When your feet are not aligned properly it can result in pain in various areas such as your back, legs, or feet. If left untreated, these types of pains and aches can turn into overuse injuries like stress fractures, tendonitis, and shin splints. Some of the lower extremity injuries and pain can either be prevented or treated with orthotics.
What Are Orthotics?
Certain people relate orthotics to “arch supports”, yet they offer more benefits than just that. An orthotic is a shoe insert which can assist with correcting incorrect foot alignment when it comes to activities such as running or walking. Despite the fact that orthotics directly work on the position of the foot, they also have an effect on the overall alignment of your lower back, hips, knees, and ankles. This has to do with that all the parts of the body are connected together through what is known as a “biomechanical” chain. Here is a guide from the Orthotic Shop to assist you in choosing the correct over-the-counter orthotics to match up to your unique foot type.
Orthotic Qualities And Foot Types
Flat feet or low-arched feet will be closer to the floor, which means the gap that occurs between the arch and the floor is minimal when you stand. This is a type of foot that is flexible and requires and orthotic that is rigid
- Rigid Orthotic
These orthotics are designed to control motions in your foot. You should look for the orthotics that are inflexible along with great arch support. If when you place pressure over the arch using your fingers and it collapses, then you need an orthotic that is more rigid. It is important to keep in mind that these orthotics may feel a bit strange when you first use then due to their shape and rigidity.
People with high arches have a gap that is large from the foot arch to the floor when they stand. This is the foot type which is usually rigid and will require one of the soft orthotics.
- Soft Orthotic
These orthotics are slightly flexible and come with cushioning to absorb the impact and shock from activities such as running. Look for orthotics that come with cushioning and flexibility. At the same time, the orthotic should still support your arches, with a bit of stiffness. These orthotics usually need replacing more often, as the shock-absorption capabilities will wear down.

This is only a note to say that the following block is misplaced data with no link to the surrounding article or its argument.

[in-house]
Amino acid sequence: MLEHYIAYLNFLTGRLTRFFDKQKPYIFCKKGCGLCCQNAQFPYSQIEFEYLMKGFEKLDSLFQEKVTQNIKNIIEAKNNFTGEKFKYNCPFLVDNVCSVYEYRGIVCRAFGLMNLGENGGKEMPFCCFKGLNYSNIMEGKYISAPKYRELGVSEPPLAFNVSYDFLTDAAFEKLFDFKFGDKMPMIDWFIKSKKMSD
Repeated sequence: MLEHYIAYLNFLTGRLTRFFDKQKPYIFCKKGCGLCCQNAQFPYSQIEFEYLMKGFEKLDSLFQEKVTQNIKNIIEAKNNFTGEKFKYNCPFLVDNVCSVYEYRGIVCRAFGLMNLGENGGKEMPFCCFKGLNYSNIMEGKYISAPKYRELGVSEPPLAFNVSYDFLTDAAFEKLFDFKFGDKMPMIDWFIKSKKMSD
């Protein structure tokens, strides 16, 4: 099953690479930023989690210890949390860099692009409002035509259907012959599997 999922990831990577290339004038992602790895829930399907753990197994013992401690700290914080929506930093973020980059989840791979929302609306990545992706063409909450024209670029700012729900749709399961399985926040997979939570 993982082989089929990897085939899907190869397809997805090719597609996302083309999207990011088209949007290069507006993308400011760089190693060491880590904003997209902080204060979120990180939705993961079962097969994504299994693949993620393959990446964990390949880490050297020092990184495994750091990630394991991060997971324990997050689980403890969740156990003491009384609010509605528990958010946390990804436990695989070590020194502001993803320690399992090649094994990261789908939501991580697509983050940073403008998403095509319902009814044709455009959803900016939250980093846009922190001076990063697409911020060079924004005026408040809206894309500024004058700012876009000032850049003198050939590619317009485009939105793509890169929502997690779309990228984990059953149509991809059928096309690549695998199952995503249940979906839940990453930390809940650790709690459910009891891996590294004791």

How Will You Know If The Orthotic Is Fitting Correctly?
Once you have chosen your orthotics, remove them from their packaging. Place them onto the floor and while wearing socks or barefoot stand on the inserts before you put them into your shoes. If you have flat feet, do the orthotic provide you with arch support? If you have high arches, does the soft orthotic seem like it is providing ample cushioning and shock absorption?
Matching Orthotics with Your Footwear
The orthotics that you have chosen may require trimming down to fit inside your shoes. Make sure you always check on the instructions when it comes to where you should be trimming the orthotic. Rather trim off small sections, to begin with, by cutting around the bottom (the ball of the foot) following the cure up to the toes. After you have trimmed off the first section and the orthotics still do not fit, repeat the process. Keep in mind that you can always trim off more when necessary, but you cannot replace what you have cut off when you trimmed off too much.
Tips on How to Break In Your Orthotics
In some cases, when you first start wearing orthotics you might experience a bit of discomfort or soreness in your lower back, legs, or feet. It is normal to experience this for the first few times that you wear them, yet this can be eliminated or/and reduced when you slowly allow your body to become accustomed to the orthotics. Here are a few steps you can use to break your new orthotics in.
- Start wearing the inserts during normal daily activities such as a trip to the shops or wearing them around the house. Try to use the orthotics in the shoes that you wear the most.
- Increase the time you wear orthotics by 2 hours every day. For instance, if you wear the inserts for 2 hours on the first day, increase the wear time to 4 hours on the second day.
- If you start to notice discomfort or soreness remove the inserts and try again the following day until the discomfort subsides.
- Delay using your orthotics to play sports until you are able to use them for a full day of daily living or activities and they feel comfortable. For sports shoes follow the same wear time of 2 hours every day, increasing the wear time by 2 hours every day. Once you feel comfortable and all signs of soreness and discomfort have subsided you can start to use the orthotics for activities such as running.